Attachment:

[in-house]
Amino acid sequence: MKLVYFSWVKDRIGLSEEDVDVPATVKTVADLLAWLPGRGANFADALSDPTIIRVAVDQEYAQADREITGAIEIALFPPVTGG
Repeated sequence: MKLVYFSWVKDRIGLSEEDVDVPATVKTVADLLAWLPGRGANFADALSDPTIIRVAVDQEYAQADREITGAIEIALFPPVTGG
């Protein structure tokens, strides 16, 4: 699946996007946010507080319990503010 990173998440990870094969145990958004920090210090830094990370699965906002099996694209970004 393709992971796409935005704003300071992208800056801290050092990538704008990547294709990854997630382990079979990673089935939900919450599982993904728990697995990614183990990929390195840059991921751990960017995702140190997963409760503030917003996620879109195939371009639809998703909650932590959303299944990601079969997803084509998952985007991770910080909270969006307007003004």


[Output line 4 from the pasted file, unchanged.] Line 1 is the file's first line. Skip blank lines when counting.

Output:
């Protein structure tokens, strides 16, 4: 699946996007946010507080319990503010 990173998440990870094969145990958004920090210090830094990370699965906002099996694209970004 393709992971796409935005704003300071992208800056801290050092990538704008990547294709990854997630382990079979990673089935939900919450599982993904728990697995990614183990990929390195840059991921751990960017995702140190997963409760503030917003996620879109195939371009639809998703909650932590959303299944990601079969997803084509998952985007991770910080909270969006307007003004």